“Look, we’re about to be joined by the police.” The Englishman gestured with his chin. Rosenharte turned to see a navy-blue Alfa Romeo threading its way through the scrap iron. “Be at the Ristorante Grand Canale by nine thirty. Take a table outside, on the canal pontoon. Just make it seem as though you happened on the restaurant by chance. You got that?” He punched him lightly on the shoulder. “Good fellow—everything will be okay.”
Rosenharte had seen the restaurant on the canal and thought that it looked expensive. He was about to protest, when one of the boys shouted at them to take up the slack on the chain and begin hauling the body out of the water. They both looked over the quay to see that it had snagged on a protruding stone. At that moment two policemen jogged from their car to help pull the man over the edge. The Englishman knelt down and began rhythmically pumping at the man’s back. Water began to dribble from the mouth but when the cough he was hoping for didn’t come, he rolled the man over, felt his pulse and listened to his chest. His hands moved expertly around the body, at one point slipping inside his jacket. Then he took hold of the nose and chin and pushed the head back slightly. No sooner had he touched the man’s lips with his own than he recoiled, wiping his mouth furiously on his shirt and spitting on the ground. One of the policemen attempted to take over, but the Englishman pulled him back saying there was something wrong. “Attenzione, Signore, non e buono.”
A sense of contagion swept the boys who had just clambered out of the water and they all began to back away from the body. Rosenharte looked down with a candid lack of emotion at first but then bafflement and shock hit him. He wondered what the sudden extinction of this ordinary human being meant for him. Things like this didn’t just happen.
From the warehouse, Robert Harland watched the police car with Rosenharte inside disappear through the Old Port gates, followed by the ambulance carrying the body, and considered whether his operation was compromised. He too was certain that the struggle with the man on the pier and the death were significant. He turned to Cuth Avocet—the gaunt figure known throughout British SIS as the Bird—who had slipped up a back stairway to join them in the dusk of the old leather store. “What the hell was that about?” he asked.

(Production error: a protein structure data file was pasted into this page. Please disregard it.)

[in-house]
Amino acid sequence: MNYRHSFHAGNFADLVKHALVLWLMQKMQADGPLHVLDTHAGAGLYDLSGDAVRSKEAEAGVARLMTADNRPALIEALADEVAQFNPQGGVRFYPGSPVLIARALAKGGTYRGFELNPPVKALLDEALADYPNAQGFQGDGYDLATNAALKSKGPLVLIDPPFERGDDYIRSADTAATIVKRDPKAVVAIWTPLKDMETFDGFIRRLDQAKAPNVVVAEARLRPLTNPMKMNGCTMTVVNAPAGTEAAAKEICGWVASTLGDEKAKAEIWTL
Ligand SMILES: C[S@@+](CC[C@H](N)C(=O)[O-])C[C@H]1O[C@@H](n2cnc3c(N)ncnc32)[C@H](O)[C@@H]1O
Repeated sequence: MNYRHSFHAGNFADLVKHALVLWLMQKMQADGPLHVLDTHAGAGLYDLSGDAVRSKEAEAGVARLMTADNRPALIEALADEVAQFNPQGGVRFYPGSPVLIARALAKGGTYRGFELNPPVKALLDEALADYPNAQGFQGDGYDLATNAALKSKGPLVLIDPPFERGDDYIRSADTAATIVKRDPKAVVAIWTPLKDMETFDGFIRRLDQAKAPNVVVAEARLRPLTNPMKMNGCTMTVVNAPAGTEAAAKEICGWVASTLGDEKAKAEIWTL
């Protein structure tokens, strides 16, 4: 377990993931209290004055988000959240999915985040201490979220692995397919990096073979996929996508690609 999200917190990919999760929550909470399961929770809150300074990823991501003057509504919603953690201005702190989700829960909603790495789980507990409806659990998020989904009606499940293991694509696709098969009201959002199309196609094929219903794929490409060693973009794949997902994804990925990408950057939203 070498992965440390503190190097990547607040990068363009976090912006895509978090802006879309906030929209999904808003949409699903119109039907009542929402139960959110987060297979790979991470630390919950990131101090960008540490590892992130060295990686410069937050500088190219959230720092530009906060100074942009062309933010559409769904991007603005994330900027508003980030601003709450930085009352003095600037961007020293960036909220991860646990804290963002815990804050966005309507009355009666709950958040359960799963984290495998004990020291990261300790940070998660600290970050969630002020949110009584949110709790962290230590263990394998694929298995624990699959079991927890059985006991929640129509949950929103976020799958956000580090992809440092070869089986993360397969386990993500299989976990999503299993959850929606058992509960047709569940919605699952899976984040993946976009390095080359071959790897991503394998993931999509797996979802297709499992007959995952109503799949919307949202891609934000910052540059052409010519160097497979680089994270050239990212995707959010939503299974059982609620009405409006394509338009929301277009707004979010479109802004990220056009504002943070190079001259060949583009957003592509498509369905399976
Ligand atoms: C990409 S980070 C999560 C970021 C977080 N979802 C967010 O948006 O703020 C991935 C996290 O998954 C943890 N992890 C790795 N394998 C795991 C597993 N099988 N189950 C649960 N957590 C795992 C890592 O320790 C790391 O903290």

“Search me,” said the Bird. “I guess we’ll know a bit more when Jamie reports back.”
“At least he was in position,” Harp said.
“Point taken,” said Harland. He looked out over the water. “We’d better get back to the van and start preparing the watch on the restaurant.”
“The fellow’s hardly going to feel like meat and two veg after someone’s just tried to do him in,” said the Bird lazily.
“It didn’t look as though he was trying to kill him,” said Harland. “I watched the whole thing. At the end Rosenharte was trying to help him. Let’s be going.”
The Bird put out an arm. “Perhaps you should wait for the area to clear first. There’s a couple of bogies down there.” He pointed to two men who’d materialized from beneath them and were making for the dock gates.
“That makes . . .”
“Fourteen,” said Harp.
“So now we know what we’re up against,” said Harland.
Half an hour later, Harland sat in the back of the black Volkswagen van with Jamie Jay, sorting through the contents of the black leather wallet that was still swollen from immersion in the Adriatic. Harland held up an identity card to the light and read out the name Franciscek Grycko. “What’s a bloody Pole doing here? The Stasi and the Polish spooks are barely on speaking terms. Normannenstrasse wouldn’t involve them in something like this. They’re considered far too insecure.”
Jay read one of the business cards, which had fallen out in a little wad. “It says Grycko is a sales representative of a shoe business—International Quality Shoes, Wroclaw.”
“Shoe business!” said Harland contemptuously.
“There’s no business like . . .” Seeing Harland’s face Jay stifled the joke.
“It’s a pity you didn’t get his passport,” Harland said.
Jay looked offended. “You try kissing a dead shoe salesman with vomit in his mouth and see how long you can stand feeling him up at the same time. As things are, I probably established some kind of record out there.”
“You think they knew each other?”
Jay shook his head. “Rosenharte said the man had an attack of some sort—practically fell into his arms foaming at the mouth.”
“We saw it from the warehouse. I got the impression he was just trying to speak to him. What about the taste you mentioned? You think it was poison?”